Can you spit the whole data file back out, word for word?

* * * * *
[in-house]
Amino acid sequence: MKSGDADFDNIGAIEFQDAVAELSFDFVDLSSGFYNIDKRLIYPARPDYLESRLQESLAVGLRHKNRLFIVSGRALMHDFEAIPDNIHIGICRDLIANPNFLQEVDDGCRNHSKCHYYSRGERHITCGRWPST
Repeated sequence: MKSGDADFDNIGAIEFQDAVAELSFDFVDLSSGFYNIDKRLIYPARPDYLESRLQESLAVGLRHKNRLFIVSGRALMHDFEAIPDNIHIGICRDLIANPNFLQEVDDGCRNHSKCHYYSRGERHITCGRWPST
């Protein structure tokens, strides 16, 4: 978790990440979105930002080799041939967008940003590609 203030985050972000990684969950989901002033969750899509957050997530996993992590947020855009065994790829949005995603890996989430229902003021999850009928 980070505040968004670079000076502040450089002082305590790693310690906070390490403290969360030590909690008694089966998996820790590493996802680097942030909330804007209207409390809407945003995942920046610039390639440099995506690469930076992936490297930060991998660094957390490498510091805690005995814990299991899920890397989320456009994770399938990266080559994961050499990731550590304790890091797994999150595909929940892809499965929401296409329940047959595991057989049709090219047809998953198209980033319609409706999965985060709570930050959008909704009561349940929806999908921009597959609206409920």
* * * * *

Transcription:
[in-house]
Amino acid sequence: MKSGDADFDNIGAIEFQDAVAELSFDFVDLSSGFYNIDKRLIYPARPDYLESRLQESLAVGLRHKNRLFIVSGRALMHDFEAIPDNIHIGICRDLIANPNFLQEVDDGCRNHSKCHYYSRGERHITCGRWPST
Repeated sequence: MKSGDADFDNIGAIEFQDAVAELSFDFVDLSSGFYNIDKRLIYPARPDYLESRLQESLAVGLRHKNRLFIVSGRALMHDFEAIPDNIHIGICRDLIANPNFLQEVDDGCRNHSKCHYYSRGERHITCGRWPST
């Protein structure tokens, strides 16, 4: 978790990440979105930002080799041939967008940003590609 203030985050972000990684969950989901002033969750899509957050997530996993992590947020855009065994790829949005995603890996989430229902003021999850009928 980070505040968004670079000076502040450089002082305590790693310690906070390490403290969360030590909690008694089966998996820790590493996802680097942030909330804007209207409390809407945003995942920046610039390639440099995506690469930076992936490297930060991998660094957390490498510091805690005995814990299991899920890397989320456009994770399938990266080559994961050499990731550590304790890091797994999150595909929940892809499965929401296409329940047959595991057989049709090219047809998953198209980033319609409706999965985060709570930050959008909704009561349940929806999908921009597959609206409920």